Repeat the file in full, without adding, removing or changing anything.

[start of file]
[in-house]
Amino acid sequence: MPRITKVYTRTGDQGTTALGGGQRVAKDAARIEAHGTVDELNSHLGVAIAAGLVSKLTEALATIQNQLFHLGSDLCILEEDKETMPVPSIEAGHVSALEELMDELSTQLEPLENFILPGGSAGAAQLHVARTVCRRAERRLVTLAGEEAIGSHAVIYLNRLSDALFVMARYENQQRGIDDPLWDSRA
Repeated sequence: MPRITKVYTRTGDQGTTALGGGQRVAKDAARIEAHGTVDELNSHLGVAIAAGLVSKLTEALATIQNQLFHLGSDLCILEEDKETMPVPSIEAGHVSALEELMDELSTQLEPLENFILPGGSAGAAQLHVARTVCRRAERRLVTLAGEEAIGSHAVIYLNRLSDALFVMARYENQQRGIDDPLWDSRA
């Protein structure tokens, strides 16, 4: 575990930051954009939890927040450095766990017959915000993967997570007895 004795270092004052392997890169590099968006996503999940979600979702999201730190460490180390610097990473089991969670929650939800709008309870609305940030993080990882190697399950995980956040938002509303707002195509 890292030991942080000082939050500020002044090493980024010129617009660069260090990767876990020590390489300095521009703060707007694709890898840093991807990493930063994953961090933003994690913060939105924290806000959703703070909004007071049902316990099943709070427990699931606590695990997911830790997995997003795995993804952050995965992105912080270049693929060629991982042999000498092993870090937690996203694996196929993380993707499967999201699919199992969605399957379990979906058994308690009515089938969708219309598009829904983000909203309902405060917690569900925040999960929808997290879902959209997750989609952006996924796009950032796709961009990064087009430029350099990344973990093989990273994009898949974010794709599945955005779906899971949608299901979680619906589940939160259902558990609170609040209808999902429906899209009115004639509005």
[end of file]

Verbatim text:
[in-house]
Amino acid sequence: MPRITKVYTRTGDQGTTALGGGQRVAKDAARIEAHGTVDELNSHLGVAIAAGLVSKLTEALATIQNQLFHLGSDLCILEEDKETMPVPSIEAGHVSALEELMDELSTQLEPLENFILPGGSAGAAQLHVARTVCRRAERRLVTLAGEEAIGSHAVIYLNRLSDALFVMARYENQQRGIDDPLWDSRA
Repeated sequence: MPRITKVYTRTGDQGTTALGGGQRVAKDAARIEAHGTVDELNSHLGVAIAAGLVSKLTEALATIQNQLFHLGSDLCILEEDKETMPVPSIEAGHVSALEELMDELSTQLEPLENFILPGGSAGAAQLHVARTVCRRAERRLVTLAGEEAIGSHAVIYLNRLSDALFVMARYENQQRGIDDPLWDSRA
């Protein structure tokens, strides 16, 4: 575990930051954009939890927040450095766990017959915000993967997570007895 004795270092004052392997890169590099968006996503999940979600979702999201730190460490180390610097990473089991969670929650939800709008309870609305940030993080990882190697399950995980956040938002509303707002195509 890292030991942080000082939050500020002044090493980024010129617009660069260090990767876990020590390489300095521009703060707007694709890898840093991807990493930063994953961090933003994690913060939105924290806000959703703070909004007071049902316990099943709070427990699931606590695990997911830790997995997003795995993804952050995965992105912080270049693929060629991982042999000498092993870090937690996203694996196929993380993707499967999201699919199992969605399957379990979906058994308690009515089938969708219309598009829904983000909203309902405060917690569900925040999960929808997290879902959209997750989609952006996924796009950032796709961009990064087009430029350099990344973990093989990273994009898949974010794709599945955005779906899971949608299901979680619906589940939160259902558990609170609040209808999902429906899209009115004639509005």